At the age of 45, after her sons left home, Andree Dean returned to Columbia University to earn a B.A. in art History. She then embarked on a career as an art appraiser and buyer for individuals, corporations, and museums. One of her major accomplishments was the acquisition of J.M.W. Turner's "Wreckers off the Coast of Northumberland" for the Yale Museum of British Art in the 1970s.
"In deference to her Scottish heritage, she had the seven-figure painting crated and drove it from New York City to New Haven in the back of her station wagon," according to her family.
Andree Maitland Dean died peacefully in her sleep on March 15 at her apartment at Peconic Landing in Greenport. Death was attributed to chronic respiratory insufficiency. She was 92.
"Andree was a force of nature," said her family. She traveled to Africa in the 1960s with extended family and friends, including 14 children ages 10 to 21. During winters she assembled ski adventures with her children, her sisters, and countless nieces and nephews. In later years she toured the globe via Overseas Adventure Travel, and she played tennis into her late 80s.
Ms. Dean was born on Jan. 26, 1929, in Cedarhurst, to James W. Maitland and the former Sylvia Belden. She graduated from Choate Rosemary Hall in Connecticut and entered Barnard College at 16. Two years later, in 1947, she left Barnard to marry Howard Dean Jr., a finance executive whose family had a home in East Hampton. Her husband died in 2001.
"Born and then married into staunchly Republican families, Andree campaigned in the Midwest for the 2004 Democratic presidential campaign of her oldest son, Howard," said her family. "In 2008, after Hillary Clinton lost in the primaries, she hit the campaign trail for Barack Obama, going door to door in Ohio and Pennsylvania." She did so again in 2012 at the age of 83.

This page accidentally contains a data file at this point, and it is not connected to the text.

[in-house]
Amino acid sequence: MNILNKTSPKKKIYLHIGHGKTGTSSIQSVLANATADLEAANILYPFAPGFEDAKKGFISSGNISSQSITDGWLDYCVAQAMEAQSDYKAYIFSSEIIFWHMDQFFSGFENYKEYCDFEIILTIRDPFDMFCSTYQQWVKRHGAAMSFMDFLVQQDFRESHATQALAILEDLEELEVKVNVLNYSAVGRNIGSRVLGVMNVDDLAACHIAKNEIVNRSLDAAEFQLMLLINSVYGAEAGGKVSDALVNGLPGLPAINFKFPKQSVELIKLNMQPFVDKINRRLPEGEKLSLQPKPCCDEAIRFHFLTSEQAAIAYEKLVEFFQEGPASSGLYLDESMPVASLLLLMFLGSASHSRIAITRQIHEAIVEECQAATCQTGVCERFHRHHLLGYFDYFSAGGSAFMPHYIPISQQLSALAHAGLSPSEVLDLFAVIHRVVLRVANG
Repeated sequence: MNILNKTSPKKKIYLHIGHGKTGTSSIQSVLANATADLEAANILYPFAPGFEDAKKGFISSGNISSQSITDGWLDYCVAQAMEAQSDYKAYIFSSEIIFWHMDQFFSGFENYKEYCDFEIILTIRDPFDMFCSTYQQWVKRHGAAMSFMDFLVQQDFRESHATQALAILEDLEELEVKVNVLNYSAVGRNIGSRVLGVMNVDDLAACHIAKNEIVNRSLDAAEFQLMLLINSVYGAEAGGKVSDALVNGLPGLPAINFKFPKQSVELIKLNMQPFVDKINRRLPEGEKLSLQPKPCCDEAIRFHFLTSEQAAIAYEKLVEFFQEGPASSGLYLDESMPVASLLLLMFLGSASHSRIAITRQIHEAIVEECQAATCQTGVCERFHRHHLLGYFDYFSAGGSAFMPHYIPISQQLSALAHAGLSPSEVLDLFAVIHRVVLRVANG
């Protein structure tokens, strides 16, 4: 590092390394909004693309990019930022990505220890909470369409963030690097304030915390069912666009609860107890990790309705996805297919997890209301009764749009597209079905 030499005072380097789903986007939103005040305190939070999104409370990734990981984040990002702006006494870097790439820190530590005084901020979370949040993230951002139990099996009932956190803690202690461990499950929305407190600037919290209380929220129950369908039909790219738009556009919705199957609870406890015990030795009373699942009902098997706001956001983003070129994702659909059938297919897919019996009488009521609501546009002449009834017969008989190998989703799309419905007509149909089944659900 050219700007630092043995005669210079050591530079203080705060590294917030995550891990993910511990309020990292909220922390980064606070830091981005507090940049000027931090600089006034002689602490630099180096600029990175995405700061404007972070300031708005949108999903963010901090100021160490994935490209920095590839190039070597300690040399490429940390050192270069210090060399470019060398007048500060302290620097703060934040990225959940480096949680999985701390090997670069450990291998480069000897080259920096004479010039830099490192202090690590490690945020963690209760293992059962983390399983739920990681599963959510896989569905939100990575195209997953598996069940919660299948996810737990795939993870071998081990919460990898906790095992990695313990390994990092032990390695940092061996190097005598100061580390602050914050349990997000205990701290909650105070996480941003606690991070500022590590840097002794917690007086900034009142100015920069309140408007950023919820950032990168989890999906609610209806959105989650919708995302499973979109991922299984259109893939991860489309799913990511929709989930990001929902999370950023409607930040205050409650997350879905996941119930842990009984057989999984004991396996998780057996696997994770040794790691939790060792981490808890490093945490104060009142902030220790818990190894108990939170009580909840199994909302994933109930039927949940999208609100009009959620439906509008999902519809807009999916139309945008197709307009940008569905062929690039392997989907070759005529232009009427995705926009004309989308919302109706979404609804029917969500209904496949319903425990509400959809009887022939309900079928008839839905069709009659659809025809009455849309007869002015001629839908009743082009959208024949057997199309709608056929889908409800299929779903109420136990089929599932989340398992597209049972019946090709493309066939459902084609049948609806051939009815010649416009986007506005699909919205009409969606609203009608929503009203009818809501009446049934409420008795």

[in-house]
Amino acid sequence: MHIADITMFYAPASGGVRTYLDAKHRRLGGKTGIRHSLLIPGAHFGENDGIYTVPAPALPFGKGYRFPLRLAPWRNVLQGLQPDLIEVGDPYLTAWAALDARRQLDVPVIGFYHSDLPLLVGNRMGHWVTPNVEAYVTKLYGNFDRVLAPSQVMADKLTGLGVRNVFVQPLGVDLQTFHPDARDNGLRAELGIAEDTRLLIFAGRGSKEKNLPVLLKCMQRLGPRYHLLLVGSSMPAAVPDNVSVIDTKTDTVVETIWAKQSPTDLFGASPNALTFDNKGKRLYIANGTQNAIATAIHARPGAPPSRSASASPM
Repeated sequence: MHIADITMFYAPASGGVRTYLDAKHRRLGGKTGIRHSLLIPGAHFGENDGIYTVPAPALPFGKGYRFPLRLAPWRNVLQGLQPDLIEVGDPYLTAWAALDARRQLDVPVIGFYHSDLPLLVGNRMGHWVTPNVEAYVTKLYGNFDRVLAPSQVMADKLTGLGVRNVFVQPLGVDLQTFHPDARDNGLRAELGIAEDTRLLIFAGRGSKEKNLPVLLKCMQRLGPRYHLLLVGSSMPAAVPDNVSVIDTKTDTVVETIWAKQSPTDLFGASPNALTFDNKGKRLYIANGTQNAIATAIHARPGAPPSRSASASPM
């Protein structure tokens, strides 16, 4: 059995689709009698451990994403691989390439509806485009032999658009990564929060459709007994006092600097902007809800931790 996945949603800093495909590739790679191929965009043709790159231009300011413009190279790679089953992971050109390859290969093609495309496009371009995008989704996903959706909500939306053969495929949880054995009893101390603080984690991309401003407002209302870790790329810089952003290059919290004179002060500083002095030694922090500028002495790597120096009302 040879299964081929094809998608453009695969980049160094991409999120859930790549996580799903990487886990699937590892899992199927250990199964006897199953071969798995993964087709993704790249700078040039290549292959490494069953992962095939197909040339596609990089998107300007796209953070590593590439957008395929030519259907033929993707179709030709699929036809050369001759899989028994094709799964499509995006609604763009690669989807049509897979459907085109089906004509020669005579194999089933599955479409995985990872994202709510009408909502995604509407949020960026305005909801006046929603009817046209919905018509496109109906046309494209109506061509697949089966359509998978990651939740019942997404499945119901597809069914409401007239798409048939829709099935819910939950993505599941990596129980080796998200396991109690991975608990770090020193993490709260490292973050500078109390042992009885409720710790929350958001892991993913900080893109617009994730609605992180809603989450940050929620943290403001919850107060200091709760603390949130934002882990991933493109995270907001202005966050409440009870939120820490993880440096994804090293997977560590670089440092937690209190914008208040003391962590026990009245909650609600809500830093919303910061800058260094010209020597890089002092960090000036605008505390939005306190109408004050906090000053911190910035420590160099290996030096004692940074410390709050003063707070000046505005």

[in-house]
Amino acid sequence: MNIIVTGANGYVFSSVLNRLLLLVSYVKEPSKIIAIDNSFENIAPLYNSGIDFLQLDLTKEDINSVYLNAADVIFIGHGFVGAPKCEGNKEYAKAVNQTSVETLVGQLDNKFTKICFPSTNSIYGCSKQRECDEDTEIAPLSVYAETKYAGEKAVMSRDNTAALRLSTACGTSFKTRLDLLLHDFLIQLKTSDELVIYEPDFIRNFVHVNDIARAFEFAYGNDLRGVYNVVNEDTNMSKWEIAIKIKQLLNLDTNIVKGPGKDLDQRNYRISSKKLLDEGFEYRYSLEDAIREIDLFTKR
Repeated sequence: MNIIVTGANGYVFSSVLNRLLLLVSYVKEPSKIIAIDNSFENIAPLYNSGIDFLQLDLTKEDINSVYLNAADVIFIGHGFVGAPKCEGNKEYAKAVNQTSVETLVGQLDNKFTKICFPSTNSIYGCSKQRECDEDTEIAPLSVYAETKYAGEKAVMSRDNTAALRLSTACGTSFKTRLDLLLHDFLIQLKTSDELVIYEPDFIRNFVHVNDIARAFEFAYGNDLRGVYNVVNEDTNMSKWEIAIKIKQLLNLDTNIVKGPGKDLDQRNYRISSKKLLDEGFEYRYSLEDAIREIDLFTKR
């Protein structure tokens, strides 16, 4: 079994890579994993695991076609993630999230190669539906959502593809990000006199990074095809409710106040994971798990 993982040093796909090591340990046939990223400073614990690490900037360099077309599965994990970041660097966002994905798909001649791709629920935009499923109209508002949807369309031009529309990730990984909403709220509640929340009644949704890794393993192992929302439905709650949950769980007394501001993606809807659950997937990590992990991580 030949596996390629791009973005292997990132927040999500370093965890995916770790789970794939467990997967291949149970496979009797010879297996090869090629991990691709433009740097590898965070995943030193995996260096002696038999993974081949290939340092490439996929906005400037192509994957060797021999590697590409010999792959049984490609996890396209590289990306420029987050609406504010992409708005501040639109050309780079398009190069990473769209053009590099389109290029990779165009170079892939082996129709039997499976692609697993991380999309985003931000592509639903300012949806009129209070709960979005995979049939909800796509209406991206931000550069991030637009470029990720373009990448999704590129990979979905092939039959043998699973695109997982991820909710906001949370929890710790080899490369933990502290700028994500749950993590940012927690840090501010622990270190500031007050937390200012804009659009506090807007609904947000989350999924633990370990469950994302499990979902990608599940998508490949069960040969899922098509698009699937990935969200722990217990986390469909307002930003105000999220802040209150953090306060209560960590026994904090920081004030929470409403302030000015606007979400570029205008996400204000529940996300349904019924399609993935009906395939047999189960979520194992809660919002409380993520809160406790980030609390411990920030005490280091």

She served for many years on the East 86th Street Block Association in Manhattan, where she "worked with, and sometimes fought City Hall in an effort to make a positive difference for her neighborhood."
Ms. Dean was a longtime resident of East Hampton after her marriage, and was active in the Ladies Village Improvement Society, the East Hampton Historical Society, the Village Preservation Society, and other local volunteer efforts. She was a parishioner at both Most Holy Trinity Catholic Church in East Hampton and St. Ignatius Loyola in New York. In 2016 she moved from East Hampton to Peconic Landing with a group of friends.
She is survived by three sons, Howard of Burlington, Vt., James of Fairfield, Conn., and William of Dover, Mass. A fourth son, Charles, was captured while backpacking in Southeast Asia in 1974 by the Pathet Lao and executed by the North Vietnamese. Ten grandchildren, three great-grandchildren, a sister, Helen Corroon, and many nieces and nephews also survive.
Funeral arrangements are pending. Memorial contributions have been suggested to the Charles M. Dean Scholarship Fund, St. George's School, 372 Purgatory Road, Middletown, R.I. 02842.